U.S. stocks ended mixed in the shortened Christmas Eve session Thursday, holding most of the gains for a week in which commodities and beaten-down sectors of the market led. (Tweet This)
The major U.S. averages ended the week about 2.5 percent higher or more, their best week since the one ended Nov. 20.
"I think the big news of the week is Santa Claus has come to Wall Street early and brought us to break-even levels for the year," said Adam Sarhan, CEO of Sarhan Capital.
The question is whether that rally, led by some recovery in hard-hit areas of the market, will continue.
The S&P 500 closed lower but held in the green for 2015 after ending there Wednesday. The index failed to hold intraday attempts at gains as energy led all sectors except health care lower.
Energy closed down nearly 1 percent, holding gains of 4.6 percent for the week. The sector is still more than 20 percent lower for the year so far as the worst performer in the S&P 500.
The Nasdaq composite held slight gains as Facebook, semiconductor and biotech stocks advanced.
Oil remained near multi-year lows, but extended recent gains. U.S. crude oil futures settled up 60 cents, or 1.60 percent, at $38.10 a barrel, for a 9 percent weekly gain. Brent was last trading just below $38 a barrel. Natural gas inventories declined slightly from the previous week, according to the EIA.
The stock market closed at 1 p.m., ET, for Christmas Eve and remains closed Friday for Christmas Day. Oil settled early at 1:30 p.m., and the bond market was scheduled for a 2 p.m. close.
"I think today's really about retail. It's really the last day for (investors) to focus on the Christmas season," said JJ Kinahan, chief strategist at TD Ameritrade. He noted unseasonably warm weather in most of the United States may encourage more shopping on Dec. 26, a day he said has recently become more important for retail.
The SPDR S&P Retail ETF (XRT) closed down nearly 1 percent but held gains of more than 2 percent for the week.
"I think a lot of people were short coming into this week. (They're) positioning before the end of the year," Sarhan said. "Investors are looking for the next bullish catalyst out there."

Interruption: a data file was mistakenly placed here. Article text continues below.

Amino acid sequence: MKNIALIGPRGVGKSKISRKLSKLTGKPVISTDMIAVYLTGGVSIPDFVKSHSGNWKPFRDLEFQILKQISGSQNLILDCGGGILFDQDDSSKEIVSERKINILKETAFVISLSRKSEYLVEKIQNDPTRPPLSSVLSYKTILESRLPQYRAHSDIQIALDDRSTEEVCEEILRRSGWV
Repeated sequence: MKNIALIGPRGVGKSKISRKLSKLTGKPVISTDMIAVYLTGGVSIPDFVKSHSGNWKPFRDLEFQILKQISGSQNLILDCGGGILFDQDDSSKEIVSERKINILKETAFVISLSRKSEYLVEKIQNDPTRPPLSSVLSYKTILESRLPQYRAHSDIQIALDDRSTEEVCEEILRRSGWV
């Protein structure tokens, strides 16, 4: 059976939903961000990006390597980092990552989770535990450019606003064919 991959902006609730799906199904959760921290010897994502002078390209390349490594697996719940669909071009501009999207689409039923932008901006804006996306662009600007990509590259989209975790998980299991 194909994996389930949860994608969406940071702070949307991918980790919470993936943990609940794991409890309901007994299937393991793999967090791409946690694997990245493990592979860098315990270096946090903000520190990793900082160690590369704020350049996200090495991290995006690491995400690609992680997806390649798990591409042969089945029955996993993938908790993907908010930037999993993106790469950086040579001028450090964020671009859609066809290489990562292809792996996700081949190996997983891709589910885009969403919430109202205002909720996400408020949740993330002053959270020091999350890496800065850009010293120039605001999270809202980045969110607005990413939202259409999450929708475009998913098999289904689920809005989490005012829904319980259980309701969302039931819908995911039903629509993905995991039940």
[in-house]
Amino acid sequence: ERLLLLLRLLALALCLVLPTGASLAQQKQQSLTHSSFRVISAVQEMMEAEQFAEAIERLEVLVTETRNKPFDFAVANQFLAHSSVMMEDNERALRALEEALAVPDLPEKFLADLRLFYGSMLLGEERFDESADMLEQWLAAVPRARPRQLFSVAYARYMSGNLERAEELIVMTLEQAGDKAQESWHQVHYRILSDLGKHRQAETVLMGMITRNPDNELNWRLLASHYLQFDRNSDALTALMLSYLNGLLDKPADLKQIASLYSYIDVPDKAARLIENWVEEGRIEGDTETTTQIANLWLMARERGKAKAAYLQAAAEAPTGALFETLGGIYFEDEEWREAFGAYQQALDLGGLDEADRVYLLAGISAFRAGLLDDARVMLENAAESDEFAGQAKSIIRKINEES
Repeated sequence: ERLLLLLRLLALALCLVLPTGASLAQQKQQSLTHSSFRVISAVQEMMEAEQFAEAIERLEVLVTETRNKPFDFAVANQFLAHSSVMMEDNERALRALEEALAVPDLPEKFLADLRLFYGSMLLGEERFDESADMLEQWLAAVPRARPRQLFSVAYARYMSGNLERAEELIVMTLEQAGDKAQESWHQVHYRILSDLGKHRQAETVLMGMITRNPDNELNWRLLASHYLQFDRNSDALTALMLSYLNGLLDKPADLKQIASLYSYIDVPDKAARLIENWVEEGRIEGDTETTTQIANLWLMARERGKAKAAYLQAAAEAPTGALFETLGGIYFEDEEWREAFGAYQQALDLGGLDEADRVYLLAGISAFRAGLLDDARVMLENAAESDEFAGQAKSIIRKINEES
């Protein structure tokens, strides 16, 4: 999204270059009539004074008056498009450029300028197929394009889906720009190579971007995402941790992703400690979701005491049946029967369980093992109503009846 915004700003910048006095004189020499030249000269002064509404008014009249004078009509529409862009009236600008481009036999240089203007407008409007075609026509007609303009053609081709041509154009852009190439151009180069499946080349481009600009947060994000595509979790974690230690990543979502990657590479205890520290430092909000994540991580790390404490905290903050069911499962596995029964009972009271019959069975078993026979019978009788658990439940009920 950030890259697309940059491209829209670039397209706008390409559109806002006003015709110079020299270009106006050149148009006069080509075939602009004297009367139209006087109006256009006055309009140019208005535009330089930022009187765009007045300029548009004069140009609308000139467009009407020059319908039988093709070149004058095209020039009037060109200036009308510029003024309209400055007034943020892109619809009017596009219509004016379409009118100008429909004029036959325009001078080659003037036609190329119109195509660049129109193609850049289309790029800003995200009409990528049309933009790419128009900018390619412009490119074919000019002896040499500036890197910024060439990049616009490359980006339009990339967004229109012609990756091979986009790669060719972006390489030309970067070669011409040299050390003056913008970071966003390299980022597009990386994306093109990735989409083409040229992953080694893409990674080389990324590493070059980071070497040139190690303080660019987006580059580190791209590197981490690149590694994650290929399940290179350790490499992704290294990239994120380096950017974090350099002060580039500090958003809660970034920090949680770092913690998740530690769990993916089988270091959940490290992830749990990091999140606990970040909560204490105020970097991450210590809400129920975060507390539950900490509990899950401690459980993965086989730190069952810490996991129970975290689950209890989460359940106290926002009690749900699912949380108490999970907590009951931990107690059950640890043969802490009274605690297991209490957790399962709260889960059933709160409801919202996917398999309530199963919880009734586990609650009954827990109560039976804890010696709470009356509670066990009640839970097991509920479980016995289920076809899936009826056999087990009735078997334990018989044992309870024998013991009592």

In economic news, weekly jobless claims came in at 267,000.
Treasury yields were little changed, with the near 0.99 percent and the 10-year yield around 2.24 percent.
The U.S. dollar index was about 0.4 percent lower against major world currencies, with the euro near $1.095 and the yen at 120.27 yen against the greenback.
As of Thursday's close, the S&P 500 was up 0.1 percent for the year so far, while the Nasdaq composite was up about 6.6 percent year-to-date. The Dow Jones industrial average was 1.5 percent lower for 2015.
In corporate news, Nike's 2-for-1 stock split took effect Thursday. Class B of the new shares closed down 1.8 percent.
The Dow transports posted gains of 3.51 percent for the week.
The closed down 3.3 points, or 0.16 percent, at 2,060.99, with energy leading nine sectors lower and health care the only advancer.
The S&P gained 2.76 percent for the week, with energy leading all 10 sectors higher on the week.
The Nasdaq composite closed up 2.56 points, or 0.05 percent, at 5,048.49.
The Nasdaq posted 2.55 percent higher for the week. Apple ended the week up 1.89 percent.
The CBOE Volatility Index (VIX), widely considered the best gauge of fear in the market, held near 15.5.
About eight stocks advanced for every seven decliners on the New York Stock Exchange, with an exchange volume of 393 million and a composite volume of 1.4 billion in the close.
Gold futures for February delivery settled up $7.60 at $1,075.90 an ounce.
On tap this week:
Christmas Day holiday
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